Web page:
Time For A Thievery Guild

My mother used to say. Thieves are manner-less. In her long life, she had witnessed several audacious acts of petty thievery.  When the young men started to get restless, old ladies could not sleep properly. Rural village life, with its idyllic charm, was balanced out by its challenges. Poverty and its three ugly sisters, depression, disease and death.

During the ‘hungry days, in mid-season when food became scarce, the boys would scavenge through homesteads at night. They rarely broke into houses and avoided homesteads with well-fed mongrels. In the dead of the night, they would sneak into compounds that had been surveyed during the day, to rummage for stuff of value.

Water buckets, clothes on the line, jikos and the odd wheelbarrow. They preferred quick get-a-ways and kept identities hidden. The stolen items were exchanged for petty cash that was promptly converted into a harsh drink. It was cheaper to get high than to fill a belly with food.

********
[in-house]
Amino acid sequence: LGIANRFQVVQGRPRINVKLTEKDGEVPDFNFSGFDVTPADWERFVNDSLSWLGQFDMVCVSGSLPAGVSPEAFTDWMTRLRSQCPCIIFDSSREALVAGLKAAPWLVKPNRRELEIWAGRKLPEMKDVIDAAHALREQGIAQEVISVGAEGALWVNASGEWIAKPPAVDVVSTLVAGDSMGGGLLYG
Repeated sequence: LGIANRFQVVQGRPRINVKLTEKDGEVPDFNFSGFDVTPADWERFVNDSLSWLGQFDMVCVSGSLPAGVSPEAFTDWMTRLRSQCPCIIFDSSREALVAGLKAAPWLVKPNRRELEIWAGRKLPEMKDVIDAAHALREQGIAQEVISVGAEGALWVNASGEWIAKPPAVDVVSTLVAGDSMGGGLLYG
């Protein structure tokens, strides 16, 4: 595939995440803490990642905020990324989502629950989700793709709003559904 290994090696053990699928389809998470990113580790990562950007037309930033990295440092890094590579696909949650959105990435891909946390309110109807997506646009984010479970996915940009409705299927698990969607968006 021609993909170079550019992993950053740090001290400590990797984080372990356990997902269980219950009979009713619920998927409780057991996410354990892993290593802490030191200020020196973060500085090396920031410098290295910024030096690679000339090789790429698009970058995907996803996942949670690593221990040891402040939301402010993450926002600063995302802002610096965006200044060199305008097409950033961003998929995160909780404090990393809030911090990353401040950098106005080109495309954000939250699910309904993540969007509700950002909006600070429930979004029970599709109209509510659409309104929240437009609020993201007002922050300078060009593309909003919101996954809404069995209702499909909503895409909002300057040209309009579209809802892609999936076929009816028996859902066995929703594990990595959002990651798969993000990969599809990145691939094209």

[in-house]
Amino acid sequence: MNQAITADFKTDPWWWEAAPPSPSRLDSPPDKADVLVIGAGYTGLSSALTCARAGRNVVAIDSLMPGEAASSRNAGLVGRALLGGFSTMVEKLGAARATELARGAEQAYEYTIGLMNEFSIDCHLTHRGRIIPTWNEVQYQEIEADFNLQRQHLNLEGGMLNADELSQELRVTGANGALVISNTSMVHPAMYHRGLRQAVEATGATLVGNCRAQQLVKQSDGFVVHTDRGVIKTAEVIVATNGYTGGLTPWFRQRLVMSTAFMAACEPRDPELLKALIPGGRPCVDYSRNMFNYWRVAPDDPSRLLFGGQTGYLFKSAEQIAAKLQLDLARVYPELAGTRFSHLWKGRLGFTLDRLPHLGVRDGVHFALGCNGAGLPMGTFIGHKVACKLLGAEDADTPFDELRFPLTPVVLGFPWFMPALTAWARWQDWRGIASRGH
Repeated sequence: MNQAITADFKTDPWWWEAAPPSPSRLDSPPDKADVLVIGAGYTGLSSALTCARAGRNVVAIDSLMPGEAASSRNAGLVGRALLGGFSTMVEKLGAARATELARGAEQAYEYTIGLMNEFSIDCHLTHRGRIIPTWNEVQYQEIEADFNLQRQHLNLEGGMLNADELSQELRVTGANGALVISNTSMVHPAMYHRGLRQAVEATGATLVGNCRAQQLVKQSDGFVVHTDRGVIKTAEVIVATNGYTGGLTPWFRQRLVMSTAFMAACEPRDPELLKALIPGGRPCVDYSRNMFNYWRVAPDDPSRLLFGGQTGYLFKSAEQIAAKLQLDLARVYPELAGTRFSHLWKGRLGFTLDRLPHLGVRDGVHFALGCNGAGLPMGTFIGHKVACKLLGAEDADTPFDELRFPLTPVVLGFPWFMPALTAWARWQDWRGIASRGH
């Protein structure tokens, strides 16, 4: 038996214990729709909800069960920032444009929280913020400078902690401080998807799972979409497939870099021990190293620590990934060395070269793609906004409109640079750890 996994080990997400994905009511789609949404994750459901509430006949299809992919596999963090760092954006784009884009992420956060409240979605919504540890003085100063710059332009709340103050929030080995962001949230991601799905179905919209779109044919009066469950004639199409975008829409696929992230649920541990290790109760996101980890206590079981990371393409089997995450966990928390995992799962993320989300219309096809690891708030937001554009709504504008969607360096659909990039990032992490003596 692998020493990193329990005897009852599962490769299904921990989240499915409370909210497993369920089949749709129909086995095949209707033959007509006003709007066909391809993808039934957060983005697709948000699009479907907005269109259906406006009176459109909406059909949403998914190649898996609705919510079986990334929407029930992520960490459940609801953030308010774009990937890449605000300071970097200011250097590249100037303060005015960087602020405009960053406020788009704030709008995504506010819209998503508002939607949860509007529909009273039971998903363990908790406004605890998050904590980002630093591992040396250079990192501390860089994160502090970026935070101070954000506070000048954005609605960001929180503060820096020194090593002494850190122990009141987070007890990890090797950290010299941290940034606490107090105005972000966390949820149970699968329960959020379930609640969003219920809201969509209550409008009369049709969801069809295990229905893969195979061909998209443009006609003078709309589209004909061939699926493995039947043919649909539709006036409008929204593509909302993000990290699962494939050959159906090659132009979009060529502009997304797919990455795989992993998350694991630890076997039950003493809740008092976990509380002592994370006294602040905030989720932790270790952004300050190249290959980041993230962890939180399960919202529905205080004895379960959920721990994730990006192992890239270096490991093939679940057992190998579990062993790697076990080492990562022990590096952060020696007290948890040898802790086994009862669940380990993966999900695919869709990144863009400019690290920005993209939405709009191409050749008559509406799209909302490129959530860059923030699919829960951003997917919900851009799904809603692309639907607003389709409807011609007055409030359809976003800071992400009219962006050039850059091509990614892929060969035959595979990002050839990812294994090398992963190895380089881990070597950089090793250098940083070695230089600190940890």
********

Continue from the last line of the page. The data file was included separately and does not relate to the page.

Mother said, that they were not real thieves. They were just hungry. Real thieves, are manner-less. They are not afraid to show their faces. They can even cook in your kitchen. They insist on having a conversation and demand to know where everything of value is hidden. Real thieves are never in a hurry and they tend to be very meticulous.